Vaccine Nationalism


 A beautiful idea: how COVAX has fallen short.

COVAX was meant to supply COVID-19 vaccines for all based on solidarity and equity. Instead, it relies on rich countries’ willingness to share their doses. Ann Danaiya Usher reports.


Vaccine Nationalism actualidad Vacuna Covid19

 COVAX was meant to supply COVID-19 vaccines for all based on solidarity and equity. Instead, it relies on rich countries’ willingness to share their doses. Ann Danaiya Usher reports.



 Launched 1 year ago, the COVAX facility was conceived as an “unparalleled and ambitious” attempt to create a global procurement mechanism to supply COVID-19 vaccines to all countries in the world. It was hailed as a “global, heroic effort” that would “transcend the limits of human ingenuity” to ensure that vaccine development progressed as fast as possible, at “a speed, scale, and access never before seen in human history”. Underlying everything, according to early descriptions by Gavi, the Vaccine Alliance, it was “single minded in its goal to ensure equitable access to COVID-19 vaccines”.



“Today, ten countries have administered 75% of all COVID-19 vaccines, but, in poor countries, health workers and people with underlying conditions cannot access them. This is not only manifestly unjust, it is also self-defeating”,



Of the 2·1 billion COVID-19 vaccine doses administered worldwide so far, COVAX has been responsible for less than 4%.



 «Rich countries behaved worse than anyone’s worst nightmares.”



The UK had bought into five bilateral deals giving it access to 270 million doses, equivalent to 225% of its population. These early investments by rich countries in multiple vaccines secured them a place at the front of the queue. Because COVAX did not have the means to compete, it was pushed to the back.



 “COVAX was premised on an all-for-one-and-one-for-all approach to defeating the pandemic”, adding that “this would have led to the best outcomes for everyone and was our best hope for ending the pandemic quickly.



 Everyone knew that rich countries would enter into bilateral vaccine deals,


As rich countries busily signed bilateral agreements with individual vaccine manufacturers and the interest in engaging with COVAX faded, Gavi gave up on the original idealistic approach and made two key concessions that would sweeten the deal for self-financing participants.

Initially, all countries were to receive equal treatment by COVAX.


Oxfam criticised Canada for the delivery, accusing the Government of taking doses from the poor when it has signed bilateral deals with manufacturers for enough vaccine to cover four times the country’s population.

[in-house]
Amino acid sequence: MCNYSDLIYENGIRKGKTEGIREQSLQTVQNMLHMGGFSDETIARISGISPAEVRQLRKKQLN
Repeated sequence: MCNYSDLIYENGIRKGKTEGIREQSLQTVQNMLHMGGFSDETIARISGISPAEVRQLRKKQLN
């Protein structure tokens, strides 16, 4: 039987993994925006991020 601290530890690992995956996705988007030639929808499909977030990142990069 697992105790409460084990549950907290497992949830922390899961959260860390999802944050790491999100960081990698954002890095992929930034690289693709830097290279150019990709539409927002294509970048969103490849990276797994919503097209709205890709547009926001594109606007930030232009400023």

“I have always thought that the 20% target was unfair from the start. No high-income country would tolerate vaccinating only 20% of its population by the end of this year”, said Lawrence Gostin at Georgetown University. Comparing the 20% vaccination target for LMICs with the 50% coverage that was offered to HICs through the self-financing window, he said: “We can’t have double standards.”


The original notion of a global vaccine hub more or less collapsed, and COVAX ended up using a traditional aid-financed approach, which has left lower-income countries wholly at the mercy of wealthy nations and profit-driven companies.

“It is still this model of seeing how much money you can bring in and then seeing what you can negotiate with industry based on that money”, said Elder. “The promise of COVAX from the beginning that it would be the most attractive buyer for industry because it represented the ‘global need’ obviously did not pan out.”



The UN secretary general has called for a global task force on vaccination that would bring together ACT-A partners with the multilateral system and would be able to “deal with pharmaceutical companies”. Guterres implies an approach that is much tougher on industry than ACT-A and “Guterres is right”, said Gostin. “There can be no solution to the global vaccine crisis without governments placing pressure on big pharma, including waiving intellectual property rights and technology transfer. It is literally impossible to ramp up vaccine supplies unless we have more manufacturing hubs, including in lower-income countries.”


Yamey warns that the success of COVAX and ACT-A is far from assured. He and colleagues have argued that monopolies on knowledge and production that benefit a handful of companies have locked lower-income countries out, while rich countries have used their power to put their populations ahead of the most vulnerable globally. “I have a dog in the race—I would like to see the COVAX thrive [but] unless we address these structural issues, what advantage is there to making ACT-A permanent?”


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